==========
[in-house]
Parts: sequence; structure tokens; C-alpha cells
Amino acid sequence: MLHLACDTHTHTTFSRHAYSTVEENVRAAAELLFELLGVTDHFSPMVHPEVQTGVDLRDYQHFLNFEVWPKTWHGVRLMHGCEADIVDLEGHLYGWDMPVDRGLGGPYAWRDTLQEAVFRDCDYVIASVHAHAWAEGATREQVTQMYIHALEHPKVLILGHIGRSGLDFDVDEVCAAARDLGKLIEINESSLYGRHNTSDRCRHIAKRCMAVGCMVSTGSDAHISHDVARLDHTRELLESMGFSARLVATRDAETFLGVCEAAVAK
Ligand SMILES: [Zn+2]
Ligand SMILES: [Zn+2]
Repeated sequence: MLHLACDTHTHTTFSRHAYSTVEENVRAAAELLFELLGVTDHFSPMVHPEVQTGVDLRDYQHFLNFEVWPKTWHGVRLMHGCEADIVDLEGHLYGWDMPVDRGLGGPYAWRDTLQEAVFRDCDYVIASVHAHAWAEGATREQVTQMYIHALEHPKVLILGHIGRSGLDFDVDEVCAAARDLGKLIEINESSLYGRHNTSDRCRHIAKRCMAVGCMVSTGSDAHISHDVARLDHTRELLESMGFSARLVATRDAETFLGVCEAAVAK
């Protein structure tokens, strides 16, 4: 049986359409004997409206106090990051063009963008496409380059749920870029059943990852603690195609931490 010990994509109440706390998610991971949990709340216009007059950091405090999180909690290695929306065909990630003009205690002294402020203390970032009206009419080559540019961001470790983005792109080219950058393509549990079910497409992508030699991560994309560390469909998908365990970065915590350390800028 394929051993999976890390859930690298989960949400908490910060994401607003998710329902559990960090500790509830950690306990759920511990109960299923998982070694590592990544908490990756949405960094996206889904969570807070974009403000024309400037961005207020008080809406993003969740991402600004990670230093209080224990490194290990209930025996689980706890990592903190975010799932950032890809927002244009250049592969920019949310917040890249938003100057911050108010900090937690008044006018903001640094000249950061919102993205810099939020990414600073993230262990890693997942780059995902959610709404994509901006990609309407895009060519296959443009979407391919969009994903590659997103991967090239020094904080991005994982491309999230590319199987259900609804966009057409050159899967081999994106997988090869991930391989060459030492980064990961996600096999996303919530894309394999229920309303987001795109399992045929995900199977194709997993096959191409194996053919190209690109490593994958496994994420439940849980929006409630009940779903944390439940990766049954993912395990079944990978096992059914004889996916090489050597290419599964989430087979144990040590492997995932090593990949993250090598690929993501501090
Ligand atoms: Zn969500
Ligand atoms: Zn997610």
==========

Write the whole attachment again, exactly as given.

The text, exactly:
[in-house]
Parts: sequence; structure tokens; C-alpha cells
Amino acid sequence: MLHLACDTHTHTTFSRHAYSTVEENVRAAAELLFELLGVTDHFSPMVHPEVQTGVDLRDYQHFLNFEVWPKTWHGVRLMHGCEADIVDLEGHLYGWDMPVDRGLGGPYAWRDTLQEAVFRDCDYVIASVHAHAWAEGATREQVTQMYIHALEHPKVLILGHIGRSGLDFDVDEVCAAARDLGKLIEINESSLYGRHNTSDRCRHIAKRCMAVGCMVSTGSDAHISHDVARLDHTRELLESMGFSARLVATRDAETFLGVCEAAVAK
Ligand SMILES: [Zn+2]
Ligand SMILES: [Zn+2]
Repeated sequence: MLHLACDTHTHTTFSRHAYSTVEENVRAAAELLFELLGVTDHFSPMVHPEVQTGVDLRDYQHFLNFEVWPKTWHGVRLMHGCEADIVDLEGHLYGWDMPVDRGLGGPYAWRDTLQEAVFRDCDYVIASVHAHAWAEGATREQVTQMYIHALEHPKVLILGHIGRSGLDFDVDEVCAAARDLGKLIEINESSLYGRHNTSDRCRHIAKRCMAVGCMVSTGSDAHISHDVARLDHTRELLESMGFSARLVATRDAETFLGVCEAAVAK
């Protein structure tokens, strides 16, 4: 049986359409004997409206106090990051063009963008496409380059749920870029059943990852603690195609931490 010990994509109440706390998610991971949990709340216009007059950091405090999180909690290695929306065909990630003009205690002294402020203390970032009206009419080559540019961001470790983005792109080219950058393509549990079910497409992508030699991560994309560390469909998908365990970065915590350390800028 394929051993999976890390859930690298989960949400908490910060994401607003998710329902559990960090500790509830950690306990759920511990109960299923998982070694590592990544908490990756949405960094996206889904969570807070974009403000024309400037961005207020008080809406993003969740991402600004990670230093209080224990490194290990209930025996689980706890990592903190975010799932950032890809927002244009250049592969920019949310917040890249938003100057911050108010900090937690008044006018903001640094000249950061919102993205810099939020990414600073993230262990890693997942780059995902959610709404994509901006990609309407895009060519296959443009979407391919969009994903590659997103991967090239020094904080991005994982491309999230590319199987259900609804966009057409050159899967081999994106997988090869991930391989060459030492980064990961996600096999996303919530894309394999229920309303987001795109399992045929995900199977194709997993096959191409194996053919190209690109490593994958496994994420439940849980929006409630009940779903944390439940990766049954993912395990079944990978096992059914004889996916090489050597290419599964989430087979144990040590492997995932090593990949993250090598690929993501501090
Ligand atoms: Zn969500
Ligand atoms: Zn997610």